“Rejoice always, pray without ceasing, in everything give thanks; for this is the will of God in Christ Jesus for you. Do not quench the Spirit. Do not despise prophecies. Test all things; hold fast what is good. Abstain from every form of evil.” – 1 Thessalonians 5:16-22
In this passage Paul is summing up how the Christian should live. In seven verses he gives us seven commands for Christian living. Let’s go through them one by one.
1) Rejoice Always
In 1 Peter 1 we’re reminded to rejoice with “joy inexpressible” because we have a “living hope through the resurrection of Jesus Christ”.
Even when we go through hardships we still rejoice because we’re focused on this hope. We rejoice in spite of the fact that the bank is about to foreclose, or the doctor has bad news, or whatever else comes our way. We rejoice because the source of our joy doesn’t come from our earthly circumstances, it comes from our heavenly standing. We rejoice always because we belong to Christ.
2) Pray Without Ceasing
If we’re always rejoicing, and always focused on our relationship with Christ, that will lead us to being continually in prayer.
To pray without ceasing doesn’t mean we’re to go on and on repeating the same words. Jesus told us not to do that in Matthew 6:7, “when you pray, do not keep on babbling like pagans, for they think they will be heard because of their many words.”
To pray without ceasing means that there shouldn’t be a long gap in our prayer life. In other words, we shouldn’t just pray once in a while, we should pray all the time.
In Mathew 6:9-13 Jesus teaches us how to pray. We learn that it’s through prayer we praise God, make our requests known to Him, ask forgiveness for our sins and forgive sins done against us, and ask for His protection against evil.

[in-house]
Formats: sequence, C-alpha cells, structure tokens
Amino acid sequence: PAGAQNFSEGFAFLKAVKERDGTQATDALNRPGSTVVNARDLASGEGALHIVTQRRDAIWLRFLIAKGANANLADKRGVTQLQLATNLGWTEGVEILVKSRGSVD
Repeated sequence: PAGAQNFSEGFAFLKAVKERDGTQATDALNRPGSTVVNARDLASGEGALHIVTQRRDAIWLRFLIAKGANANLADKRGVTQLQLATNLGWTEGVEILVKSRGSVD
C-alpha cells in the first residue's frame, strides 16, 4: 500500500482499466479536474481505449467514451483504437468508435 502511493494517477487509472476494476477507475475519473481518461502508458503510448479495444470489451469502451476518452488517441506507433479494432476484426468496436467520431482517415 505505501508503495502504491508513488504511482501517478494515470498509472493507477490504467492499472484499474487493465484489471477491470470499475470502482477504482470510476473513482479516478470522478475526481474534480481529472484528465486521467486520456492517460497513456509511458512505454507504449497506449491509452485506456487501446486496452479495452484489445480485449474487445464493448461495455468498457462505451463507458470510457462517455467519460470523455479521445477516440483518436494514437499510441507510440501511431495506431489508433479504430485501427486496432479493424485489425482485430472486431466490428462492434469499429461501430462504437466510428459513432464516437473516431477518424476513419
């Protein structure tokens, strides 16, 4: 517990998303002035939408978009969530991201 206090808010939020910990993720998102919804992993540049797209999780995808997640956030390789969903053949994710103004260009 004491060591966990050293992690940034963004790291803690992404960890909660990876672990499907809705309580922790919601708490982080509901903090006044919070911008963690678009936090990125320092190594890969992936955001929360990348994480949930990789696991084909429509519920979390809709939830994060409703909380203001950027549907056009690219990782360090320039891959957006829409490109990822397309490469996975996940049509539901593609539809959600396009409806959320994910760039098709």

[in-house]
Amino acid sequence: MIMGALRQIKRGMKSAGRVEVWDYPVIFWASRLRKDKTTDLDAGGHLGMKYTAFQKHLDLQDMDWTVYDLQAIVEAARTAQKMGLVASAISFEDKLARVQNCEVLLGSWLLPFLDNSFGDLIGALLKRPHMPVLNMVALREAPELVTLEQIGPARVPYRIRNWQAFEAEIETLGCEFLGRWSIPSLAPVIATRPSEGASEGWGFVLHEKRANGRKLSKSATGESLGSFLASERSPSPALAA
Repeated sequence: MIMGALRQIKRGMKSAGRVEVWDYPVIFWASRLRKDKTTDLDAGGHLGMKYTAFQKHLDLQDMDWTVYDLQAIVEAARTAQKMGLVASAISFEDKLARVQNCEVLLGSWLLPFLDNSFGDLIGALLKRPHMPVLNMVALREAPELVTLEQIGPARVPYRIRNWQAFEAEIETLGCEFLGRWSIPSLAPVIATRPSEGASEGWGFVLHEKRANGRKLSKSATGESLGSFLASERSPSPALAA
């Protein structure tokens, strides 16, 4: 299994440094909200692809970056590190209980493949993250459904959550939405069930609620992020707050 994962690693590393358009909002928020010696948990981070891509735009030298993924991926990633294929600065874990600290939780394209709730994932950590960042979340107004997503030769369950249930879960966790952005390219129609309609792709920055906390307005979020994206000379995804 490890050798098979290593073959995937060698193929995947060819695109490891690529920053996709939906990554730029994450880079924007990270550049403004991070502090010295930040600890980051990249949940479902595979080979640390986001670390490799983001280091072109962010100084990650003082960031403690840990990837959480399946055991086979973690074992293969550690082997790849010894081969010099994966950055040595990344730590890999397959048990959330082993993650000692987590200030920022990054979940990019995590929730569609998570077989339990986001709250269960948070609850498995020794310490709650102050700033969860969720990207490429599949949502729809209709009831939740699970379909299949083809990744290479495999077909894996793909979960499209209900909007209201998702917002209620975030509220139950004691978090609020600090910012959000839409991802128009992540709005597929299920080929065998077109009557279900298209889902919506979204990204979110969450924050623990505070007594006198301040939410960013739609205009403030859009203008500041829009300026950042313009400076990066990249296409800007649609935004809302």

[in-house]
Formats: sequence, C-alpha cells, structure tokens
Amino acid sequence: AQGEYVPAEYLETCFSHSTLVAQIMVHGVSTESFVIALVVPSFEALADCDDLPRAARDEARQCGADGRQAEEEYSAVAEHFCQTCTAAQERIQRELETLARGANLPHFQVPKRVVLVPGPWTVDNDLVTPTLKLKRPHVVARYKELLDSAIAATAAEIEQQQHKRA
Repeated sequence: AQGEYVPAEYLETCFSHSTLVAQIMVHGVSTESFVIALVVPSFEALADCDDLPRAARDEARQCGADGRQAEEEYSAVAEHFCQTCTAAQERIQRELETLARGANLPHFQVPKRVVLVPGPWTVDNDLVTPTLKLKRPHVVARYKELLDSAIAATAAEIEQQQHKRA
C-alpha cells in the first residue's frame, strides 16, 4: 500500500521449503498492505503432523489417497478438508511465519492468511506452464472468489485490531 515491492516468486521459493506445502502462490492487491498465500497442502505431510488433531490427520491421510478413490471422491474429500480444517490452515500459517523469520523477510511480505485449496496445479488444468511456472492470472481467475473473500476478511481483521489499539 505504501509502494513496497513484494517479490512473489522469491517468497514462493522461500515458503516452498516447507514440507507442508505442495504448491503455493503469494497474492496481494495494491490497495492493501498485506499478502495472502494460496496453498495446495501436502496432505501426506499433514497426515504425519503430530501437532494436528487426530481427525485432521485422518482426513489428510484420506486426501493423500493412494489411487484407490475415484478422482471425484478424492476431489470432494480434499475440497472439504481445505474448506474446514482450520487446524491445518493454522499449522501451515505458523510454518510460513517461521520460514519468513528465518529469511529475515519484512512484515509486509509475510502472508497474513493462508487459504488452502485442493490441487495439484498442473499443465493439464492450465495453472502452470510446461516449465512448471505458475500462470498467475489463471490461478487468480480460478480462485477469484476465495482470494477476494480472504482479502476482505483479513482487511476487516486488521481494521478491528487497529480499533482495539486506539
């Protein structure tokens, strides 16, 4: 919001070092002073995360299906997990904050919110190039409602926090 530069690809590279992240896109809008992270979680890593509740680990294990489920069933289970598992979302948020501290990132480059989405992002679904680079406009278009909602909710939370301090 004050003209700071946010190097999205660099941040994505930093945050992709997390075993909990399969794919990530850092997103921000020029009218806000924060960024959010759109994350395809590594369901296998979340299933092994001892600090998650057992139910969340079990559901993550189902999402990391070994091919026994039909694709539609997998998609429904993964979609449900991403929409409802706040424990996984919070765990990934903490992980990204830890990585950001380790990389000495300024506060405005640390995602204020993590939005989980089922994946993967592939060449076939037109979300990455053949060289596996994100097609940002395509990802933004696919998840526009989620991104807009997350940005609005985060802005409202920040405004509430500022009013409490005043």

Someone once described prayer as the breath of the Christian’s life. Just as we can’t live without breathing, the Christian life can’t be lived without praying. And just as we don’t wait a long while in between breathing we shouldn’t wait a long time in between praying.
3) In everything give thanks; for this is the will of God in Christ Jesus for you.
If we’re rejoicing in Him, and we’re constantly in prayer, the result will be a heart that gives thanks for all things.
Thankfulness is a characteristic of the Christian. A.J. Gossip once said that “thanksgiving is the language of heaven.” This is in contrast to the unbeliever who, we’re told in Romans 1:21, “neither glorify God nor give thanks to Him.”
We praise God from who all blessings flow. From who all things work together for the good of those who love Him. Who gives us beauty for ashes, whose strength is made perfect in our weakness.
We don’t always understand the reasons for our hardships but we’re promised that even though these things aren’t good, God will bring good out of it.
In John 16:21-22 Jesus was talking to the disciples about His death and resurrection. He told them that, “A woman giving birth to a child has pain because her time has come; but when her baby is born she forgets the anguish because of her joy that a child is born into the world. So with you: Now is your time of grief, but I will see you again and you will rejoice, and no one will take away your joy.”